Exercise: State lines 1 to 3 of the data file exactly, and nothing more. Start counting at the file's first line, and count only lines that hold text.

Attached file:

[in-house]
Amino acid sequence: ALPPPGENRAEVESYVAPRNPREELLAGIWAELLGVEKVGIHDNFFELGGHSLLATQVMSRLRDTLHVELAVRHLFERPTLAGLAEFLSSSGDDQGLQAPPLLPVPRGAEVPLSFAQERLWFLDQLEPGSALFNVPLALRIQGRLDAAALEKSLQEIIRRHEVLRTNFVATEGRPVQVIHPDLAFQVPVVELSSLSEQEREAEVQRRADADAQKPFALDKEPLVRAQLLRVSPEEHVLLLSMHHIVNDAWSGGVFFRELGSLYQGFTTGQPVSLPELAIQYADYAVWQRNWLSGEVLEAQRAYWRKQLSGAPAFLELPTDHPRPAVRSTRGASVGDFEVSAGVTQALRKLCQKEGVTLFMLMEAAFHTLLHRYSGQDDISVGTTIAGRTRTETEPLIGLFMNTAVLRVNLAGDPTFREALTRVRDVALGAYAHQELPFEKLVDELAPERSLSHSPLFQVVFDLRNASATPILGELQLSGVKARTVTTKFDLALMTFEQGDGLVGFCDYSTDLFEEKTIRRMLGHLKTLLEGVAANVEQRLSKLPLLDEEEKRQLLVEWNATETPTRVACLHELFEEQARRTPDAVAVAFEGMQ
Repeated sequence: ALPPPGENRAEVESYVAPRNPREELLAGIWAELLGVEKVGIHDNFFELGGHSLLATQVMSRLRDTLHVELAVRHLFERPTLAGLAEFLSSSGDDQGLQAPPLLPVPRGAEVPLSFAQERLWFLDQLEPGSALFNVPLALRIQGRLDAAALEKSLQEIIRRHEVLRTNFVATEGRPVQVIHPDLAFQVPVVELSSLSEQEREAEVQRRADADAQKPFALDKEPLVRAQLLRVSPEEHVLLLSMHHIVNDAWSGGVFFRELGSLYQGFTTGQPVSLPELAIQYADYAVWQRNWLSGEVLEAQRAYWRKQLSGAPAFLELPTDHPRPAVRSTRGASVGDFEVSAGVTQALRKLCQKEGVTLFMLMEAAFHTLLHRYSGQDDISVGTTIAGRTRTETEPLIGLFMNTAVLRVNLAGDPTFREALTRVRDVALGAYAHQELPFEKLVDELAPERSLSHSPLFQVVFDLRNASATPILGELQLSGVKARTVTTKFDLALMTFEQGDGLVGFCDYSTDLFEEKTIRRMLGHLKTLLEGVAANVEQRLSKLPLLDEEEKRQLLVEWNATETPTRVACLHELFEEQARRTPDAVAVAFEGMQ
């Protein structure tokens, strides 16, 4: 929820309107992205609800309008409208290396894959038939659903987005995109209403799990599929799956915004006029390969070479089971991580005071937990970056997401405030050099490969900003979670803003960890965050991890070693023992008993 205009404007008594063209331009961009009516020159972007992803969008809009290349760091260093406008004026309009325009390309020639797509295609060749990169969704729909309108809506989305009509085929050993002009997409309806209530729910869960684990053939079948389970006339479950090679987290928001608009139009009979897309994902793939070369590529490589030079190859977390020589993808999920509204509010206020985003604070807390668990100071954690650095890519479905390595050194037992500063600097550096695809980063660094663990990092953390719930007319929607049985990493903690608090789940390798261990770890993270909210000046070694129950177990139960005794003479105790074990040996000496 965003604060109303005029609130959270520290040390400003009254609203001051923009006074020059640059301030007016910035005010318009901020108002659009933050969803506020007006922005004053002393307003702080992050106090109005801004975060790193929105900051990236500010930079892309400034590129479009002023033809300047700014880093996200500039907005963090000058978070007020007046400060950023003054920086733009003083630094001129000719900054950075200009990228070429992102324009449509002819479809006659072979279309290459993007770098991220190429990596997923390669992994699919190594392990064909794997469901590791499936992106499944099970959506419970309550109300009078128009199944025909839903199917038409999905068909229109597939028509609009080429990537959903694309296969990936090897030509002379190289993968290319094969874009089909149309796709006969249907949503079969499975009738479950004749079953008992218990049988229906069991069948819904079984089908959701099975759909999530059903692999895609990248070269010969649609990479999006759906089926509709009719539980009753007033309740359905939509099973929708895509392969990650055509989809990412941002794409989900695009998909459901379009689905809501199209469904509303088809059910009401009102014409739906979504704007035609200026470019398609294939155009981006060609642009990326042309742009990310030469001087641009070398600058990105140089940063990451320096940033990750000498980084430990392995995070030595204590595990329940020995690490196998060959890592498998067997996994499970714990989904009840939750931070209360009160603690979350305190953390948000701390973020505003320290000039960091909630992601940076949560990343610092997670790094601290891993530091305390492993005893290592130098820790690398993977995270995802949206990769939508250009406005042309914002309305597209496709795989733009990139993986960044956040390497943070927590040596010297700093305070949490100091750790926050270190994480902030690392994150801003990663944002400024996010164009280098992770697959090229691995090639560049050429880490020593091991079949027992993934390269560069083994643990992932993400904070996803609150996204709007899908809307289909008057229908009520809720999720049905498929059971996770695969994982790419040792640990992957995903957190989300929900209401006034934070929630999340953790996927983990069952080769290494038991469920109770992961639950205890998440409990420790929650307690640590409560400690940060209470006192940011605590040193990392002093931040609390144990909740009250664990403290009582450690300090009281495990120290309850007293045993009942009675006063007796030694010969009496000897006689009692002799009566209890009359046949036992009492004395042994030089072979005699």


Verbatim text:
[in-house]
Amino acid sequence: ALPPPGENRAEVESYVAPRNPREELLAGIWAELLGVEKVGIHDNFFELGGHSLLATQVMSRLRDTLHVELAVRHLFERPTLAGLAEFLSSSGDDQGLQAPPLLPVPRGAEVPLSFAQERLWFLDQLEPGSALFNVPLALRIQGRLDAAALEKSLQEIIRRHEVLRTNFVATEGRPVQVIHPDLAFQVPVVELSSLSEQEREAEVQRRADADAQKPFALDKEPLVRAQLLRVSPEEHVLLLSMHHIVNDAWSGGVFFRELGSLYQGFTTGQPVSLPELAIQYADYAVWQRNWLSGEVLEAQRAYWRKQLSGAPAFLELPTDHPRPAVRSTRGASVGDFEVSAGVTQALRKLCQKEGVTLFMLMEAAFHTLLHRYSGQDDISVGTTIAGRTRTETEPLIGLFMNTAVLRVNLAGDPTFREALTRVRDVALGAYAHQELPFEKLVDELAPERSLSHSPLFQVVFDLRNASATPILGELQLSGVKARTVTTKFDLALMTFEQGDGLVGFCDYSTDLFEEKTIRRMLGHLKTLLEGVAANVEQRLSKLPLLDEEEKRQLLVEWNATETPTRVACLHELFEEQARRTPDAVAVAFEGMQ
Repeated sequence: ALPPPGENRAEVESYVAPRNPREELLAGIWAELLGVEKVGIHDNFFELGGHSLLATQVMSRLRDTLHVELAVRHLFERPTLAGLAEFLSSSGDDQGLQAPPLLPVPRGAEVPLSFAQERLWFLDQLEPGSALFNVPLALRIQGRLDAAALEKSLQEIIRRHEVLRTNFVATEGRPVQVIHPDLAFQVPVVELSSLSEQEREAEVQRRADADAQKPFALDKEPLVRAQLLRVSPEEHVLLLSMHHIVNDAWSGGVFFRELGSLYQGFTTGQPVSLPELAIQYADYAVWQRNWLSGEVLEAQRAYWRKQLSGAPAFLELPTDHPRPAVRSTRGASVGDFEVSAGVTQALRKLCQKEGVTLFMLMEAAFHTLLHRYSGQDDISVGTTIAGRTRTETEPLIGLFMNTAVLRVNLAGDPTFREALTRVRDVALGAYAHQELPFEKLVDELAPERSLSHSPLFQVVFDLRNASATPILGELQLSGVKARTVTTKFDLALMTFEQGDGLVGFCDYSTDLFEEKTIRRMLGHLKTLLEGVAANVEQRLSKLPLLDEEEKRQLLVEWNATETPTRVACLHELFEEQARRTPDAVAVAFEGMQ